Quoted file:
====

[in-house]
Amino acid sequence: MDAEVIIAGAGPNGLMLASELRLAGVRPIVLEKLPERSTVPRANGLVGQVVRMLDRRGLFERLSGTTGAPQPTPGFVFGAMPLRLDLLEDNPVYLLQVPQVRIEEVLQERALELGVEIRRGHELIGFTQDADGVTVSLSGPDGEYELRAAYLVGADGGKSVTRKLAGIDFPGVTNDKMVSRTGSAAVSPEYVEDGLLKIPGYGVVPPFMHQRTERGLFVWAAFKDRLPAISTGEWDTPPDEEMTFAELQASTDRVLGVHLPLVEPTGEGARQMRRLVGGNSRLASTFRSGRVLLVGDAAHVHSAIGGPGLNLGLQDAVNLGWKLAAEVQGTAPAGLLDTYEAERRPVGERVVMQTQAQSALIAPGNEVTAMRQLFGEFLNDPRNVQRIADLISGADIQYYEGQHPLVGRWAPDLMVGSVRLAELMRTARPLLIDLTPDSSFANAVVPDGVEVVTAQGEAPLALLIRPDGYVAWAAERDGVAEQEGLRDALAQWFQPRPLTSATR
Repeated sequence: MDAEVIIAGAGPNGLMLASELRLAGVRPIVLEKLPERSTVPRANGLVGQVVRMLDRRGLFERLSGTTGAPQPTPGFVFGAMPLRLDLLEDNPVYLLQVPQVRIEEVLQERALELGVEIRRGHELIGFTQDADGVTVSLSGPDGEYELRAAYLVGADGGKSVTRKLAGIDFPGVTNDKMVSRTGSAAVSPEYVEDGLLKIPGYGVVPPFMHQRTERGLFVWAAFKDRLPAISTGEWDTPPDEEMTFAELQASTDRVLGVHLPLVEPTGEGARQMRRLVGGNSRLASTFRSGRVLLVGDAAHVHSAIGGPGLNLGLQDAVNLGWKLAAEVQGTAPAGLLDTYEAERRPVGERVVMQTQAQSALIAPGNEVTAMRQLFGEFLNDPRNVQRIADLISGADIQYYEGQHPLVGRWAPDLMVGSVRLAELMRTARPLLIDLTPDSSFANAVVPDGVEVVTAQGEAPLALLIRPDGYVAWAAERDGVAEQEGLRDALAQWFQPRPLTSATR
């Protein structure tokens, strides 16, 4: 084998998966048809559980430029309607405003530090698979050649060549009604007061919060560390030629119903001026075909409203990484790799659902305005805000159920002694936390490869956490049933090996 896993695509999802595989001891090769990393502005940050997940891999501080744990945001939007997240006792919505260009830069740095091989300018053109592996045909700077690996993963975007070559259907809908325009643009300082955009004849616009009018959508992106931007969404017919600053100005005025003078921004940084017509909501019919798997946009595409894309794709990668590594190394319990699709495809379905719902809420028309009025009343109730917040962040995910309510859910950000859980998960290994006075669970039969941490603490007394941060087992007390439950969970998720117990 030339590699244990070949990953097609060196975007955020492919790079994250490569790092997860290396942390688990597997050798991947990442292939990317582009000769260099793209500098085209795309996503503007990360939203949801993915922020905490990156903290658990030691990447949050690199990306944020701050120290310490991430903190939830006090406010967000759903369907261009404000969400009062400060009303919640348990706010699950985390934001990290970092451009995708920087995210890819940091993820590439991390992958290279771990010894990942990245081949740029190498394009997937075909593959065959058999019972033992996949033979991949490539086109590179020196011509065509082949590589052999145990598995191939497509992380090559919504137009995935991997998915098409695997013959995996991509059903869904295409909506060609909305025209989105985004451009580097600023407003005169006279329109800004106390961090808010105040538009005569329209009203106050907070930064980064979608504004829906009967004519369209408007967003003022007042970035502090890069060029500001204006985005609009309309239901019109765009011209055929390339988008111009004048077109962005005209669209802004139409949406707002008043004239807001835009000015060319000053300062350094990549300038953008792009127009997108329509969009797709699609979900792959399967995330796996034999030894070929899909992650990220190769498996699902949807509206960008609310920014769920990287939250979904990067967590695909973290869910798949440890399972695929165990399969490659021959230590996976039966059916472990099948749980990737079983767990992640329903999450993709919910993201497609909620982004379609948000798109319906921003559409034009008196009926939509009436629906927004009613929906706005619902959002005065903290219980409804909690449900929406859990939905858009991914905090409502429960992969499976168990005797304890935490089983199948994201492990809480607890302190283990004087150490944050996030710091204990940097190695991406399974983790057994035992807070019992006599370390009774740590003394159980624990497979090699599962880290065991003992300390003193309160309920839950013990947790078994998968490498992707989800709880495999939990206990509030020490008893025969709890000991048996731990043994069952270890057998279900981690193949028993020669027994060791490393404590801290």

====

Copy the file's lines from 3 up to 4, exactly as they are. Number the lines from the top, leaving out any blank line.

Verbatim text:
Repeated sequence: MDAEVIIAGAGPNGLMLASELRLAGVRPIVLEKLPERSTVPRANGLVGQVVRMLDRRGLFERLSGTTGAPQPTPGFVFGAMPLRLDLLEDNPVYLLQVPQVRIEEVLQERALELGVEIRRGHELIGFTQDADGVTVSLSGPDGEYELRAAYLVGADGGKSVTRKLAGIDFPGVTNDKMVSRTGSAAVSPEYVEDGLLKIPGYGVVPPFMHQRTERGLFVWAAFKDRLPAISTGEWDTPPDEEMTFAELQASTDRVLGVHLPLVEPTGEGARQMRRLVGGNSRLASTFRSGRVLLVGDAAHVHSAIGGPGLNLGLQDAVNLGWKLAAEVQGTAPAGLLDTYEAERRPVGERVVMQTQAQSALIAPGNEVTAMRQLFGEFLNDPRNVQRIADLISGADIQYYEGQHPLVGRWAPDLMVGSVRLAELMRTARPLLIDLTPDSSFANAVVPDGVEVVTAQGEAPLALLIRPDGYVAWAAERDGVAEQEGLRDALAQWFQPRPLTSATR
């Protein structure tokens, strides 16, 4: 084998998966048809559980430029309607405003530090698979050649060549009604007061919060560390030629119903001026075909409203990484790799659902305005805000159920002694936390490869956490049933090996 896993695509999802595989001891090769990393502005940050997940891999501080744990945001939007997240006792919505260009830069740095091989300018053109592996045909700077690996993963975007070559259907809908325009643009300082955009004849616009009018959508992106931007969404017919600053100005005025003078921004940084017509909501019919798997946009595409894309794709990668590594190394319990699709495809379905719902809420028309009025009343109730917040962040995910309510859910950000859980998960290994006075669970039969941490603490007394941060087992007390439950969970998720117990 030339590699244990070949990953097609060196975007955020492919790079994250490569790092997860290396942390688990597997050798991947990442292939990317582009000769260099793209500098085209795309996503503007990360939203949801993915922020905490990156903290658990030691990447949050690199990306944020701050120290310490991430903190939830006090406010967000759903369907261009404000969400009062400060009303919640348990706010699950985390934001990290970092451009995708920087995210890819940091993820590439991390992958290279771990010894990942990245081949740029190498394009997937075909593959065959058999019972033992996949033979991949490539086109590179020196011509065509082949590589052999145990598995191939497509992380090559919504137009995935991997998915098409695997013959995996991509059903869904295409909506060609909305025209989105985004451009580097600023407003005169006279329109800004106390961090808010105040538009005569329209009203106050907070930064980064979608504004829906009967004519369209408007967003003022007042970035502090890069060029500001204006985005609009309309239901019109765009011209055929390339988008111009004048077109962005005209669209802004139409949406707002008043004239807001835009000015060319000053300062350094990549300038953008792009127009997108329509969009797709699609979900792959399967995330796996034999030894070929899909992650990220190769498996699902949807509206960008609310920014769920990287939250979904990067967590695909973290869910798949440890399972695929165990399969490659021959230590996976039966059916472990099948749980990737079983767990992640329903999450993709919910993201497609909620982004379609948000798109319906921003559409034009008196009926939509009436629906927004009613929906706005619902959002005065903290219980409804909690449900929406859990939905858009991914905090409502429960992969499976168990005797304890935490089983199948994201492990809480607890302190283990004087150490944050996030710091204990940097190695991406399974983790057994035992807070019992006599370390009774740590003394159980624990497979090699599962880290065991003992300390003193309160309920839950013990947790078994998968490498992707989800709880495999939990206990509030020490008893025969709890000991048996731990043994069952270890057998279900981690193949028993020669027994060791490393404590801290």